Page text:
The Genoese pirate Leo Vetrano detached Corfu from the Byzantine territories in 1199. After the destruction of the Byzantine Empire by the crusaders, the island came under Venice, on the strength of the Partitio
terrarum imperii Romaniae (1204), which did not seem willing to allow the continuation of the dominion of a Genoese in an island that had strategic significance for its economic interests in the East. In 1207, the Venetians occupied the island and condemned the Genoese pirate to death.
The Serenissima then granted its new acquisition to ten Venetian peers, who assumed to eke out the conquest at their own expense and organize the region administratively. Inaugurating a policy that did not aim at innovations (non si facciano novita), but at the preservation of the local law, whenever such a thing did not infringe on its interests, Venice commanded its subjects to continue to put into effect the institutions that were in force during the Byzantine period.
In 1214 Michael I Doukas, despot of Epirus, deprived Venice from Durazzo and Corfu, a fact that allowed the continuance of the Byzantine presence in the island. In 1258, however, the admiral of the Sicilian fleet, the Frank-Cypriot Philip Chinardo spread the dominion of the king of Sicily, Manfred, to Corfu as well, after having conquered Durazzo and Avlona. The conquest was validated by the marriage of the daughter of Michael II Doukas (1231-1268) Helen (1259) to the king of Sicily Manfred. However, the administration was exercised by Chinardo until the moment that the fate of the island was influenced by the prevalence of Charles I of Anjou in the eastern Mediterranean.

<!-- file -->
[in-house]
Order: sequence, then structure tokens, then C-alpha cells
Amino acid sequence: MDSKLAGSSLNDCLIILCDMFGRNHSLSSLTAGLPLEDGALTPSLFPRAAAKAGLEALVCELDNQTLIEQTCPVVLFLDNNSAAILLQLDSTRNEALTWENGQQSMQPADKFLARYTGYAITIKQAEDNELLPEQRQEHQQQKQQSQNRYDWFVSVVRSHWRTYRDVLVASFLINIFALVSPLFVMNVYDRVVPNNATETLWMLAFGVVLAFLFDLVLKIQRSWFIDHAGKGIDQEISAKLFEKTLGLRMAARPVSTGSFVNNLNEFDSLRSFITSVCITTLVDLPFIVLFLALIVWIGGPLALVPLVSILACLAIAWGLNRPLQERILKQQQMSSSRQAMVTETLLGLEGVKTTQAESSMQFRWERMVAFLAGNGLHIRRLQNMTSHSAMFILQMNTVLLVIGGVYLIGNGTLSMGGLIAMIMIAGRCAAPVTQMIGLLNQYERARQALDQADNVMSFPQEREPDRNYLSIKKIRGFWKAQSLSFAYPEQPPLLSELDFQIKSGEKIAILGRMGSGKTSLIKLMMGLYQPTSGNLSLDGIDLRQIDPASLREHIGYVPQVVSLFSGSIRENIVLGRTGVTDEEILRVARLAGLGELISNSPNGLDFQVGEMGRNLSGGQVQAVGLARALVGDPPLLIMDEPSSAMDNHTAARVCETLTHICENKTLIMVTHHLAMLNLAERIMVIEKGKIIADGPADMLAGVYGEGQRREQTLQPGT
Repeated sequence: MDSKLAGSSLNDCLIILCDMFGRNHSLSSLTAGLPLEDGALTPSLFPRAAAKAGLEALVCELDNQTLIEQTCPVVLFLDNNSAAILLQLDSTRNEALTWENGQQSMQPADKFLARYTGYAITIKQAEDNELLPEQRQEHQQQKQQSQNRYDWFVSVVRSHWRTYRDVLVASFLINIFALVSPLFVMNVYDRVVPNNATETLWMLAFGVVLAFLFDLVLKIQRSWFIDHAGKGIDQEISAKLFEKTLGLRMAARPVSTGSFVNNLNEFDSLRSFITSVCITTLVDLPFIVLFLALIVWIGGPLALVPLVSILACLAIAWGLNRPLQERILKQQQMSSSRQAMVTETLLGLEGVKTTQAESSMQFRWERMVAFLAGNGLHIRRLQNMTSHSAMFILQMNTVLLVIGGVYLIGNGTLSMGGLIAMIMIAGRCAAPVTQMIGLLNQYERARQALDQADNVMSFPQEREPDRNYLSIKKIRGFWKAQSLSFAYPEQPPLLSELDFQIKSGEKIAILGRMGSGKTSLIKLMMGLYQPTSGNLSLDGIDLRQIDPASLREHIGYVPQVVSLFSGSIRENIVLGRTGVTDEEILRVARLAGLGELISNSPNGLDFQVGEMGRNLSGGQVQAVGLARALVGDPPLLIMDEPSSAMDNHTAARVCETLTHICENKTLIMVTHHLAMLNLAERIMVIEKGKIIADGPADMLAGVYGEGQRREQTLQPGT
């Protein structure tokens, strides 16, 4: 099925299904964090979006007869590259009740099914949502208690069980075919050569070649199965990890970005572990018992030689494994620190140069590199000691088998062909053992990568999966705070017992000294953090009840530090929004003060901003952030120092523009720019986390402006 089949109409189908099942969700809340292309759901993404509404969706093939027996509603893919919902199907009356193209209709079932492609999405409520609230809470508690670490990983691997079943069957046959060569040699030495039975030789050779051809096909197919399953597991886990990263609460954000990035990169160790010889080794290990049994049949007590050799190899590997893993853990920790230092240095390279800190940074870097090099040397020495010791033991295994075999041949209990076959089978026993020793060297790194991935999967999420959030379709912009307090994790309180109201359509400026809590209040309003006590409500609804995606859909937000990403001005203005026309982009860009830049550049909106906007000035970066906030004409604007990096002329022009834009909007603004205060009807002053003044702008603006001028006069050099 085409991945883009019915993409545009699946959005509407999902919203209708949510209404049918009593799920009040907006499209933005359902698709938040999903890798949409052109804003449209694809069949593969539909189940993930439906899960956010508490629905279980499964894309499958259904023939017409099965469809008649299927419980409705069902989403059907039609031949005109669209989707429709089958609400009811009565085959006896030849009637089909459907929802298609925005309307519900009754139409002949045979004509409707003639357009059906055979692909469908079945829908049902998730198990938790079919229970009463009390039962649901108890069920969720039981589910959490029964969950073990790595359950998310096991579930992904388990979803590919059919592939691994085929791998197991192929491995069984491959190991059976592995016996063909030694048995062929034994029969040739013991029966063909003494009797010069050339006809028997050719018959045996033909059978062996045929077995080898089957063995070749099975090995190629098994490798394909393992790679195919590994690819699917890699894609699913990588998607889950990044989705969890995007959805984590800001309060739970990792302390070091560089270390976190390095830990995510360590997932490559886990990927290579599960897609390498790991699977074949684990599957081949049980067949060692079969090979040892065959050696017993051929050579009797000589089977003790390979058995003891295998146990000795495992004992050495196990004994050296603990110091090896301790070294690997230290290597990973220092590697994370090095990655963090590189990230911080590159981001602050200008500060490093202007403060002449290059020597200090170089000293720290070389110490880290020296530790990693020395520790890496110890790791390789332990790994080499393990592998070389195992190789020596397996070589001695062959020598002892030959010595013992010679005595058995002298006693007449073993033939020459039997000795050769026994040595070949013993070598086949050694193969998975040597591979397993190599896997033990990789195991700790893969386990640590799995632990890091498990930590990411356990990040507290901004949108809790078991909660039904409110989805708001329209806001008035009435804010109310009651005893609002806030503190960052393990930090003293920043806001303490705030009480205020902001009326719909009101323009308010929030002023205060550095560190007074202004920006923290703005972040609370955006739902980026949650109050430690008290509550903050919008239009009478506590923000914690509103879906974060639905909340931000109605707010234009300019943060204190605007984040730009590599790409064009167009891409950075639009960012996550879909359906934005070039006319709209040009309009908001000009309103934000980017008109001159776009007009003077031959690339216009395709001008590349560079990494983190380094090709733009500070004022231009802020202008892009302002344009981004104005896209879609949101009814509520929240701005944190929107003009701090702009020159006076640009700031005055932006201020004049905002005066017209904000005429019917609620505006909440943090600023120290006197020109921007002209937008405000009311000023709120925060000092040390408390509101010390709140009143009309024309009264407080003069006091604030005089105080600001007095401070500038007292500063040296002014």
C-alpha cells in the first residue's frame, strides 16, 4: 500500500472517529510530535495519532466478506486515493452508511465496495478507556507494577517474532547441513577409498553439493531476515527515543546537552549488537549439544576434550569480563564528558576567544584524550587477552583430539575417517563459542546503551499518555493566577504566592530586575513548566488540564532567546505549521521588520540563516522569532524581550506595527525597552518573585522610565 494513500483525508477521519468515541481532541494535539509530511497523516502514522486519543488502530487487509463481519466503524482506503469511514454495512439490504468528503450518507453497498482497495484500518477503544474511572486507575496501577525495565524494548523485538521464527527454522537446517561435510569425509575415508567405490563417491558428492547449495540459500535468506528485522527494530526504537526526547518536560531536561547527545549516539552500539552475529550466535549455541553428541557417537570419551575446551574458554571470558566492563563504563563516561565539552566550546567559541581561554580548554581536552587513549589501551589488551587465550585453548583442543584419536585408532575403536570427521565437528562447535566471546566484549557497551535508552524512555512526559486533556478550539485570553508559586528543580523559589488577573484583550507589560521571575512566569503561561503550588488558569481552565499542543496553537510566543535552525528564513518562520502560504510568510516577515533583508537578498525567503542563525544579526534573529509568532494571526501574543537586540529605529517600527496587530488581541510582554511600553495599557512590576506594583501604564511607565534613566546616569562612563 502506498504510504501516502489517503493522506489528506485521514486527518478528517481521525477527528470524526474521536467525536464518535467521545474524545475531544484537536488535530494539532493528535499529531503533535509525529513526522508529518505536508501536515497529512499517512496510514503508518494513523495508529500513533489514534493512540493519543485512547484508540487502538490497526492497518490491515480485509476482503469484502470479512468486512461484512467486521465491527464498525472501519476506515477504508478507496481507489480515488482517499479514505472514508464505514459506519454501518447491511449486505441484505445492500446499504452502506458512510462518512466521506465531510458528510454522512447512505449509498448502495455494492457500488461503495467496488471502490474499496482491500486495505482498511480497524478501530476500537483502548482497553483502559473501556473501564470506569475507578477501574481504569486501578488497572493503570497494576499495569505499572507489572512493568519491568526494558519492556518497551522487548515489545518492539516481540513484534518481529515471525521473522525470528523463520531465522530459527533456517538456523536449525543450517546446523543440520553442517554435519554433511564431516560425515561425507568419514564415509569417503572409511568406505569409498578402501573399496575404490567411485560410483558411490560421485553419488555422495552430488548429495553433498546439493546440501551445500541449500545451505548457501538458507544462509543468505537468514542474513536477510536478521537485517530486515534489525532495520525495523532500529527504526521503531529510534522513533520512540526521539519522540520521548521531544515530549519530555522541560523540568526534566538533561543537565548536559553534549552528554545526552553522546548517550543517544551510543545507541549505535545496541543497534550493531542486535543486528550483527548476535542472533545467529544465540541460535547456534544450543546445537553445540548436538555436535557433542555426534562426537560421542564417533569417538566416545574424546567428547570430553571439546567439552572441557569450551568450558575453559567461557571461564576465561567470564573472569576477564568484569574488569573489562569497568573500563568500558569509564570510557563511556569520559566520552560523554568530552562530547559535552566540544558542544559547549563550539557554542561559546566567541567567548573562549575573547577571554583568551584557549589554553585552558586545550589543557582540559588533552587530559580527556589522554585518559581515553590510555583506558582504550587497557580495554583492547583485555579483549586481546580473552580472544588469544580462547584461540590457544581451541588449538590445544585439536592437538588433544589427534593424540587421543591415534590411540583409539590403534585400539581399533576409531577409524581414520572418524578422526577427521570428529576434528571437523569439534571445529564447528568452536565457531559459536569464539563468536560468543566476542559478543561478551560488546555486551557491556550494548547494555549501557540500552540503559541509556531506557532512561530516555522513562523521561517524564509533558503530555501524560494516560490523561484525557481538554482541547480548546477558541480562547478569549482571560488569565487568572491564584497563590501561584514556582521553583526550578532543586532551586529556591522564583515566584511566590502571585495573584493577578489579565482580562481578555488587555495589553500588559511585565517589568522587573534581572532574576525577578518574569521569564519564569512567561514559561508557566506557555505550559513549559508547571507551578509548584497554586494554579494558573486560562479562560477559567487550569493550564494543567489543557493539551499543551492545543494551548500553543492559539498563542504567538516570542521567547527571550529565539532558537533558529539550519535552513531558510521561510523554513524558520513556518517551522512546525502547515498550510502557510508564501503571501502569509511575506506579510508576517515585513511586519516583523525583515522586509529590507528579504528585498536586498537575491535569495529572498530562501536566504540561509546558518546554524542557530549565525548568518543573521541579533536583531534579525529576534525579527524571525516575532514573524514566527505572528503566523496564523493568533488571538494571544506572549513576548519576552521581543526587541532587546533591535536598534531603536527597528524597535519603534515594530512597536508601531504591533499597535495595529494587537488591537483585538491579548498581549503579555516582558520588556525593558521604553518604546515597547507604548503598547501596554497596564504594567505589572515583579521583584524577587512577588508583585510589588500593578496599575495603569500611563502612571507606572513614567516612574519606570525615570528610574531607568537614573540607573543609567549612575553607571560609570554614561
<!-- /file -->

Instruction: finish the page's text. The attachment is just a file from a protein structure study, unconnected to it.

The Angevin rule (1267-1386)
When Chinardo was murdered, Charles I of Anjou approached his son Gazo, who acknowledged him as the seigneur of Corfu. But it seems that Charles had intruded in the island before the signing of the treaty of Viterbo (May 1267), which ratified his suzerain rights over the island. However, the occupation of the island by him had not been completed before the death of Garnerio (March 1272), when Alamanno, son of the last Aymus, ceded Corfu to Charles against 3,000 ounces of gold. Virtually, that was how started the period of the Angevin rule in Corfu. It was possibly then that was introduced the division of the island into four administrative districts (the bailata): Gyros at the west, Oros at the east, Mesi at the central part and Lefkimmi at the south of the island.
Charles looked upon the island as a key acquisition due to its strategic position as far as the annexation of Romania was concerned and used it as a supply depot, which provided him with soldiers, horses and money for his operations in Regno Albaniae.
During the Angevin period (1267-1386) Corfu had come under the kingdom of Sicily and Naples, a fact that had determined for a hundred years its social, economic and commercial life. The Anjou even sent wheat from Apulia to be sold in Corfu. It is worth mentioning that people used the feathers of vultures and large birds that existed there and made arrows out of them.
As regards Corfu, Venice maintained significant commercial and strategic interests mainly with regard to its rivalry with Genoa. Venice exploited the insecurity of the Greek populations caused by the Turkish military successes and assigned to its consul George Panemsaco to enter into contact with the inhabitants of Corfu.
After the related negotiations that were completed in 1386, the Serenissima offered the protection that the inhabitants longed for and acknowledged the privileges that had been ceded to them initially by the Byzantines and later by the Anjou. Therefore, the Venetians conquered in 1386 the forts of Corfu and the following year the privileges of the inhabitants were acknowledged solemnly (security of people and goods, participation of the inhabitants in the court of the bailo, selection by vote of a Greek notary etc.). In this way, the Venetian rule was consolidated and was maintained until the downfall of the Venetian state (1797).